Discover the SCRUMDAY PORTUGAL® mission and all about Agile, Lean, DevOps, Scrum, Sense-Making, High-Performance Teams
Traditional consulting and training entails gurus providing recommendations, leaving you and your team to execute their solutions. If you’re successful in implementation, how will you drive adoption and sustainment? Whether you seek simple project-based initiatives with one-time deliverables – often their transactional engagements fall short of expectations. Are you ready for a simple, scalable, holistic solution you and your team can own? SCRUMDAY PORTUGAL® creates a shared common environment of support that aligns and enables accountable action in your daily work.
Building a better workplace by changing the way projects are think!
AGILE METHODS INCREASE SPEED, FLEXIBILITY, AND PRODUCTIVITY
Of organizations that have have embraced Agile methods, 92% report improved flexibility to changing priorities; 87% have increased productivity; 82% say they have improved project visibility; and 77% report faster time-to-market. (9th Annual State of Agile Survey)
AGILITY GENERATES 30% HIGHER PROFITS
88% of executives cite organizational agility as key to global success. Research conducted at MIT suggests that agile firms grow revenue 37% faster and generate 30% higher profits than those that are not agile. (The Economist)
Call for action : A focus on agility is needed. There is a knowing-doing gap related to the importance of agility-related goals and their achievement. – The most completely achieved IT-related goals pertain to external and internal compliance. The IT goals reported as being the least fully achieved pertain to IT agility. For enterprise goals, the compliance goal is again reported as being most completely achieved, and the enterprise agility goal is next to last in degree of achievement. These are surprising results, as a recent study commissioned by CIONET on the priorities of IT executives included goals such as alignment and agility on the top-priority list.7 This report’s findings, therefore, hint at a knowing-doing gap,8 i.e., enterprises know that agility should be a top priority, yet they have the least success in achieving it. (Compliance Week)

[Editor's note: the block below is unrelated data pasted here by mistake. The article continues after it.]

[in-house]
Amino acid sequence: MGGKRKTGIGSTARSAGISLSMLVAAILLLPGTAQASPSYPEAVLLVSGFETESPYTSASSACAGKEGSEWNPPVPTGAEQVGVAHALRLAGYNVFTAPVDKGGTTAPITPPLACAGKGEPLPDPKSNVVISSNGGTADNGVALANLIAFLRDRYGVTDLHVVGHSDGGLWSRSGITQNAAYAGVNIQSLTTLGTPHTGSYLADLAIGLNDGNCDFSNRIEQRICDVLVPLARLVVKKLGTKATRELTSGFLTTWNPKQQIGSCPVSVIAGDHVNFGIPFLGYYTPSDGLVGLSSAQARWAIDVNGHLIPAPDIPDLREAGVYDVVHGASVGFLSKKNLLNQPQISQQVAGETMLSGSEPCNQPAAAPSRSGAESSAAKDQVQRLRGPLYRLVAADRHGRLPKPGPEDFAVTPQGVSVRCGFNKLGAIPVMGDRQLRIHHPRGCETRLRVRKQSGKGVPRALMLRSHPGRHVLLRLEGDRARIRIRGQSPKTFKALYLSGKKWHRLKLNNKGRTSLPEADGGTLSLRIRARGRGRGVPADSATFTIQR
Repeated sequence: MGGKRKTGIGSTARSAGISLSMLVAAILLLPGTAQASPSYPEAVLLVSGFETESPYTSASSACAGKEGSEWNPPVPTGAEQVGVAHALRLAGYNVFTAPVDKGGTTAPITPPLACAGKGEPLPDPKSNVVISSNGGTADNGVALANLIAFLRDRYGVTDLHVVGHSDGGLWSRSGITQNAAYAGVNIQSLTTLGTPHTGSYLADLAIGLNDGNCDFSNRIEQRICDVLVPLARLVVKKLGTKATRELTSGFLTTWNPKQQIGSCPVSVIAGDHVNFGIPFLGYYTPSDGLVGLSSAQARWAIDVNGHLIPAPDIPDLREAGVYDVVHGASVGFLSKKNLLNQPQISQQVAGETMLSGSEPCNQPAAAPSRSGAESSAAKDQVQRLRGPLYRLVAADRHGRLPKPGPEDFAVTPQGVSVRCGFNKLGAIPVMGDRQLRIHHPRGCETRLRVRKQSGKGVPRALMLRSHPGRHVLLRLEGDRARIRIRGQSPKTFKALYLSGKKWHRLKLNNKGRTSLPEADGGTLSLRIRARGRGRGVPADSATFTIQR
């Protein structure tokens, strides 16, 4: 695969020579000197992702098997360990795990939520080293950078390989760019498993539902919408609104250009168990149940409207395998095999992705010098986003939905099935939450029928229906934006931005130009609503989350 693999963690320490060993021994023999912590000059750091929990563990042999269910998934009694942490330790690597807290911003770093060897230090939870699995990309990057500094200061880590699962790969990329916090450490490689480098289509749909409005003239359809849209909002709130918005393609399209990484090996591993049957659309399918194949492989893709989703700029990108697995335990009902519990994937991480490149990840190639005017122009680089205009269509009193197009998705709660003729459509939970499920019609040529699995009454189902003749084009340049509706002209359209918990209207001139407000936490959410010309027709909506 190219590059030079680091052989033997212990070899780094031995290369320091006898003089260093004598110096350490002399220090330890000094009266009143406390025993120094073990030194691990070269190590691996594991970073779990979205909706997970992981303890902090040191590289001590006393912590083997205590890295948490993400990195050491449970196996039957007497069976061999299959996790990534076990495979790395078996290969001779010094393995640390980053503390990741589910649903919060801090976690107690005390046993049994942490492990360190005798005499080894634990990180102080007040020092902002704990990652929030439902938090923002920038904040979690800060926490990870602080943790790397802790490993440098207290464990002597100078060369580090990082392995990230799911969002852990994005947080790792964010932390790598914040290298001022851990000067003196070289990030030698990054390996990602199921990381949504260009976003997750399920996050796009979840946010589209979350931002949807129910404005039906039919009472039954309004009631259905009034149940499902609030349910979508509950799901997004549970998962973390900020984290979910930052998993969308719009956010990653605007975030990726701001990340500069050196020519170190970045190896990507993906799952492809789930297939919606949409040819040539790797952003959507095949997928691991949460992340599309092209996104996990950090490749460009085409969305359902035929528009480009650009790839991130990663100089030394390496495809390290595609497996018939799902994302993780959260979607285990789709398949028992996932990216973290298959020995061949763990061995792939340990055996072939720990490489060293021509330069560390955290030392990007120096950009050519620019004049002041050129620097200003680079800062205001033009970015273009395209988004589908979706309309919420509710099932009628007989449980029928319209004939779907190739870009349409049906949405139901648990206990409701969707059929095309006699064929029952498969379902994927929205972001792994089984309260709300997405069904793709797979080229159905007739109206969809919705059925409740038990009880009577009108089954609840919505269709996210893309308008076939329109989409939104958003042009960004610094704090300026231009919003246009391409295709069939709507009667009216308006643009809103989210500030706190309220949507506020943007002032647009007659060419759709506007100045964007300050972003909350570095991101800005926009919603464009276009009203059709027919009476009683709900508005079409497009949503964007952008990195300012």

The key findings of the State of Scrum survey (2015) practitioners are:
- Scrum is being widely used: “nearly half the respondents report that Scrum is being used “50% or more of the time in their organizations,” and 29% of respondents report that is used “much more frequently than that.”
- Respondents believe Scrum works: The overall success rate of projects delivered using Scrum reported by respondents is 62%. (Teams of the recommended size for Scrum — seven plus or minus two – members — report the most frequent success, while smaller and larger teams both report less frequent success.) Given the dismal results for innovation recorded on an economy-wide basis, this is a very encouraging result.
- Respondents believe Scrum helps customers: One reason for Scrum’s success is its focus on the customer. Nearly half the respondents (49%) cite fulfilling customer needs as the highest business priority for Scrum projects.
- Respondents believe Scrum helps the business; The second reason for success is that second-highest priority is all about meeting the needs of the business — meeting budget, time and scope constraints. This reflects Scrum’s focus on delivering shippable increments on time and within budget.
- Respondents like Scrum: Scrum improves the quality of work life. 87% agree that Scrum is improving the quality of work life for their teams.
- The respondents actually practice Scrum: Despite reports of a large amount of fake Agile and Scrum out there,most respondents report that they adhere to core Scrum and standard recommendations for practicing Scrum in terms of using Scrum artifacts and activities and following the recommended roles and team size.
Ready, Set, Action Agility
by Bart Gerardi, Senior Technical Program Manager at Amazon.com
Agile anticipates being wrong, or at least not exactly right, and the same principle applies to any organization becoming agile. The best approach is to simply get started and commit to the fundamentals: prioritize, re-plan, release frequently, seek constant feedback, and trust enough in the cycle to continue. (first published on projectsatwork)
Agile success rate: 39%. Waterfall success rate: 11%.